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Collection Number: 03063-z

Collection Title: Frances Woolfolk Wallace Diary, 1864.

This is a finding aid. It is a description of archival material held in the Wilson Library at the University of North Carolina at Chapel Hill. Unless otherwise noted, the materials described below are physically available in our reading room, and not digitally available through the World Wide Web. See the section for more information.


This collection was processed with support from the sponsorship of a grant from the National Endowment for the Humanities, Office of Preservation, Washington, D.C., 1990-1993.

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Size 1 item
Abstract Frances W. Wallace of Paducah, Ky., was the wife of Philip Hugh Wallace, a Confederate officer in Alabama. The collection is a diary, March-August 1864, kept by Frances W. Wallace during a journey to and from her home in Kentucky to visit her husband; a two-month stay at Tuskegee, Ala.; and shorter stays at Nashville, Memphis, Vicksburg, Mobile, Montgomery, and other places along the route. The diary describes travel details, scarcities and destruction observed, persons Wallace met, and financial and other anxieties. Extended descriptions of life in Tuskegee, including activities of women, are included.
Creator Wallace, Frances Woolfolk, b. 1835.
Language English
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Restrictions to Access
No restrictions. Open for research.
Copyright Notice
Copyright is retained by the authors of items in these papers, or their descendants, as stipulated by United States copyright law.
Preferred Citation
[Identification of item], in the Frances Woolfolk Wallace Diary, #3063-z, Southern Historical Collection, The Wilson Library, University of North Carolina at Chapel Hill.
Alternate Form of Material
Full text of diary, March 19-August 25 1864
Microfilm copy and typed transcription available.
Acquisitions Information
Gift 1954
Additional Descriptive Resources
A copy of the original finding aid for this collection is filed in folder 1.
Sensitive Materials Statement
Manuscript collections and archival records may contain materials with sensitive or confidential information that is protected under federal or state right to privacy laws and regulations, the North Carolina Public Records Act (N.C.G.S. § 132 1 et seq.), and Article 7 of the North Carolina State Personnel Act (Privacy of State Employee Personnel Records, N.C.G.S. § 126-22 et seq.). Researchers are advised that the disclosure of certain information pertaining to identifiable living individuals represented in this collection without the consent of those individuals may have legal ramifications (e.g., a cause of action under common law for invasion of privacy may arise if facts concerning an individual's private life are published that would be deemed highly offensive to a reasonable person) for which the University of North Carolina at Chapel Hill assumes no responsibility.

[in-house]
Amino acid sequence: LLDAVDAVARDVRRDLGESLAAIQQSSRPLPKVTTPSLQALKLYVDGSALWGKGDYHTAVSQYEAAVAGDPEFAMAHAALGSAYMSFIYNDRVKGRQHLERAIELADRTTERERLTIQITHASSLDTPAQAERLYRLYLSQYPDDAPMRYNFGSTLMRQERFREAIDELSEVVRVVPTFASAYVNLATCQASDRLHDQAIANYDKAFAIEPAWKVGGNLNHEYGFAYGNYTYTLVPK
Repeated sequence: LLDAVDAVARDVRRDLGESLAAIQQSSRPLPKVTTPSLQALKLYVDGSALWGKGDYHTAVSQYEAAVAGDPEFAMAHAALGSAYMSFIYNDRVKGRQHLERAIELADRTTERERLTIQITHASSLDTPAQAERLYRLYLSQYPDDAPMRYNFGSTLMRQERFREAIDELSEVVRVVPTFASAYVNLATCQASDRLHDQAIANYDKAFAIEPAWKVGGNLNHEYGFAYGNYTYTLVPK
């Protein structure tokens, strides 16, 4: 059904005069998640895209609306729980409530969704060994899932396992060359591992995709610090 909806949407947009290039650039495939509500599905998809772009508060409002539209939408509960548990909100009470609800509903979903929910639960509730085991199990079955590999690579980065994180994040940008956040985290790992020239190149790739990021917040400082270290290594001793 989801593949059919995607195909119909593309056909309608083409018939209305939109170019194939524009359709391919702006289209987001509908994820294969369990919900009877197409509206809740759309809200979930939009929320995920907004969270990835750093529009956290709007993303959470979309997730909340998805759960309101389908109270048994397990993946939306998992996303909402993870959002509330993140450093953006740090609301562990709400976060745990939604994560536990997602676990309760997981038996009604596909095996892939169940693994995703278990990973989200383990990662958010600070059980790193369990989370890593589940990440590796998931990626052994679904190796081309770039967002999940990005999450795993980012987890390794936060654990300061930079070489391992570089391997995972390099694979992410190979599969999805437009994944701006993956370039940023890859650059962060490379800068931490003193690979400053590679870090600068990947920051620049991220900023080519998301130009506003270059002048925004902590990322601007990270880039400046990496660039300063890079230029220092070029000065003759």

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The following terms from Library of Congress Subject Headings suggest topics, persons, geography, etc. interspersed through the entire collection; the terms do not usually represent discrete and easily identifiable portions of the collection--such as folders or items.

Clicking on a subject heading below will take you into the University Library's online catalog.

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Frances W. Wallace of Paducah, Ky., was the wife of Philip Hugh Wallace, a Confederate officer in Alabama.

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The collection is a diary, March-August 1864, kept by Frances W. Wallace during a journey to and from her home in Kentucky to visit her husband; a two-month stay at Tuskegee, Ala.; and shorter stays at Nashville, Memphis, Vicksburg, Mobile, Montgomery, and other places along the route. The diary describes travel details, scarcities and destruction observed, persons Wallace met, and financial and other anxieties. Extended descriptions of life in Tuskegee, including activities of women, are included.

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Contents list

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Processing Information

Processed by: SHC Staff

Encoded by: Noah Huffman, December 2007

Updated by: Kathryn Michaelis, March 2011

This collection was processed with support from the sponsorship of a grant from the National Endowment for the Humanities, Office of Preservation, Washington, D.C., 1990-1993.

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